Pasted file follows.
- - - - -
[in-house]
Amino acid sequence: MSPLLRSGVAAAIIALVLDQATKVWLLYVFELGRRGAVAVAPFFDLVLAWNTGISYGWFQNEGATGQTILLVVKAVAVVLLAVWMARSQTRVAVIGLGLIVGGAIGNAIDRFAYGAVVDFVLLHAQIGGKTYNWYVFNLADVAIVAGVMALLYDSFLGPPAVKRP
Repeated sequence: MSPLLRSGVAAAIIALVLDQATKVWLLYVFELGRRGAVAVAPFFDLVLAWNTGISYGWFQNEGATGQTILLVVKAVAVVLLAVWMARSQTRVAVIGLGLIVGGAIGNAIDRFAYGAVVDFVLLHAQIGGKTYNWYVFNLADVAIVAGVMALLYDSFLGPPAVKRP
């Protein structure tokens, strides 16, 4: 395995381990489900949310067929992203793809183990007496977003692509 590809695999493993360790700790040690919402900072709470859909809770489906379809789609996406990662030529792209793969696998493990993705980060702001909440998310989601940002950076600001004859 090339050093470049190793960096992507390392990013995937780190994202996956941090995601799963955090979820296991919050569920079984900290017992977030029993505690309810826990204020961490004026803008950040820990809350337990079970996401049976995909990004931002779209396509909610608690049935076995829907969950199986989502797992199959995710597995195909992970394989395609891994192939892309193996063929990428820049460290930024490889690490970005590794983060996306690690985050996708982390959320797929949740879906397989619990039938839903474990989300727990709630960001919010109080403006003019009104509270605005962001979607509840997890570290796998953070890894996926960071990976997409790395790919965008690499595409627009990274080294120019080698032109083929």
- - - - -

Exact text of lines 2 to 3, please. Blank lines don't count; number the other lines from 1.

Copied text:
Amino acid sequence: MSPLLRSGVAAAIIALVLDQATKVWLLYVFELGRRGAVAVAPFFDLVLAWNTGISYGWFQNEGATGQTILLVVKAVAVVLLAVWMARSQTRVAVIGLGLIVGGAIGNAIDRFAYGAVVDFVLLHAQIGGKTYNWYVFNLADVAIVAGVMALLYDSFLGPPAVKRP
Repeated sequence: MSPLLRSGVAAAIIALVLDQATKVWLLYVFELGRRGAVAVAPFFDLVLAWNTGISYGWFQNEGATGQTILLVVKAVAVVLLAVWMARSQTRVAVIGLGLIVGGAIGNAIDRFAYGAVVDFVLLHAQIGGKTYNWYVFNLADVAIVAGVMALLYDSFLGPPAVKRP